• Sanjana Goswami

A Backpacker’s paradise - Hampi 🌻

Updated: May 5, 2021


That's the first word that comes to your mind looking at the magnificent ruins of Hampi. The heat becomes a secondary problem while you have beautiful undulating terrain, heaps of giant rock boulders, palm groves and green fields that stretch miles ahead. I'm not that big when it comes to the history of each temple, but being touristy led me to actually learn a little about all the places I visited. It's a UNESCO world heritage site, and it's very much possible to be explored completely in just 2 days! So Hampi can be divided into two halves roughly, one half that contains all the archeological temples and sites and the other half which consists of the newer temples and also known as the "Hippie" side of Hampi. Lets start with my favourite side of Hampi first- The one with the Archeological ruins!


The entrance of the temple.

The most famous structure that you see on all 50 indian rupee notes, can be found at the Vittala Temple. The stone chariot is the temple's most iconic structure that represents Vishnu's vehicle. The main temple as well was quite large and would easily take up-to two hours to explore in detail. The temples that you see once you enter the main gate aren't all, there are many more temples around it that you'll have to walk around and find as it is scattered over a vast area.

The cliche touristy photo!


The next place we visited was the Queens bath. It looks simple on the outside but was quite intricate from the inside. It was a rather calm area and much cooler compared to the outside heat. It showcased indo-Islamic architecture. Luckily we were the only ones there and I got to click a few nice photos!

Pretty complexes, all to myself!


This has to be one of my favorite places from the trip. This place was extremely photogenic with it's perfectly angled architecture of stepped wells. The Pushkaranis in Hampi are the sacred water tanks that are attached to the temples. Most temples had one, in different depths and architectures.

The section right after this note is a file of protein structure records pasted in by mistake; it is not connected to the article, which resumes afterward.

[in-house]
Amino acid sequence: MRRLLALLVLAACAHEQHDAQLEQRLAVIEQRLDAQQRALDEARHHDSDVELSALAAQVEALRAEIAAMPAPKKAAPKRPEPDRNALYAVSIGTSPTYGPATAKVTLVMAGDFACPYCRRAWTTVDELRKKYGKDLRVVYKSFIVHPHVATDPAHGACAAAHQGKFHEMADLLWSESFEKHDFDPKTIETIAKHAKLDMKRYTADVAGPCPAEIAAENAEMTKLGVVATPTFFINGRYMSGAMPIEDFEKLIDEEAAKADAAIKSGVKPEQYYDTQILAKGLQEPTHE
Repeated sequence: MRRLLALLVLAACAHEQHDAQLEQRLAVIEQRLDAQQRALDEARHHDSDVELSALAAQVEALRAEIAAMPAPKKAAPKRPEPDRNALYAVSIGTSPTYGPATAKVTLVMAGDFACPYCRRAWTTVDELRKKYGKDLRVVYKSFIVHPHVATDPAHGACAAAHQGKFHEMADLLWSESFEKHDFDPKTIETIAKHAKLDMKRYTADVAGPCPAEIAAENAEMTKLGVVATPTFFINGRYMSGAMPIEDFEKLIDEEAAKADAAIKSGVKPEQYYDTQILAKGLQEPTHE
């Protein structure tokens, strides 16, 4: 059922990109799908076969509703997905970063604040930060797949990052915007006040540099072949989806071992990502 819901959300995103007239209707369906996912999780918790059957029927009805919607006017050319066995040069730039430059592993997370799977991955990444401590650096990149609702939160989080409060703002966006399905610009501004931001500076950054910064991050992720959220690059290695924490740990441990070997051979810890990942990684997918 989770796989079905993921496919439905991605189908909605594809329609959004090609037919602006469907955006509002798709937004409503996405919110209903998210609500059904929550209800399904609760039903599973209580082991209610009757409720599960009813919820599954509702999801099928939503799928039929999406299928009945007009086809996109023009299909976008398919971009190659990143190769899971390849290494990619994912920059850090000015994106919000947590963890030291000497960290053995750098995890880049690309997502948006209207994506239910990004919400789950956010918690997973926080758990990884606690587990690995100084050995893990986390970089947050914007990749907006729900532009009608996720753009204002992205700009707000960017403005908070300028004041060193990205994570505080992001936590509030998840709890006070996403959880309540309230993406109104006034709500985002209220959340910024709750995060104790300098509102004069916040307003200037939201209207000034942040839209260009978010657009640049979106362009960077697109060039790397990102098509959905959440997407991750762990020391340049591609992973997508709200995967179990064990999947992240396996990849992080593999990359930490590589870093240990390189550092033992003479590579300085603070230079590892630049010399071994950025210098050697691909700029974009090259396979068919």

Cannot get over this place, its a photographer's "love at first sight"


One of the most unique temples out of the lot. Dedicated to the hindu deity Rama, the Hazara Rama Temple translates to a thousand Ramas. It has the entire Ramayana carved on the walls of this temple and it is the most elaborate thing I've ever seen.

Intricate details.


Peaceful area with greenery all around. Seems almost like an oasis in the land of vast hot grounds with rocks and boulders. The Lotus Mahal and Elephant stables are found here. The temple has a unique lotus look alike structure and is also known as Kamal Mahal or Chitragani Mahal. You aren't allowed to enter it, so all you can do is admire it from the outsides. The elephant stables on the other hand can be entered and explored. The structures are so massive and to have believed that elephants were once kept inside them is astounding!

Elephant Stables

Lotus Temple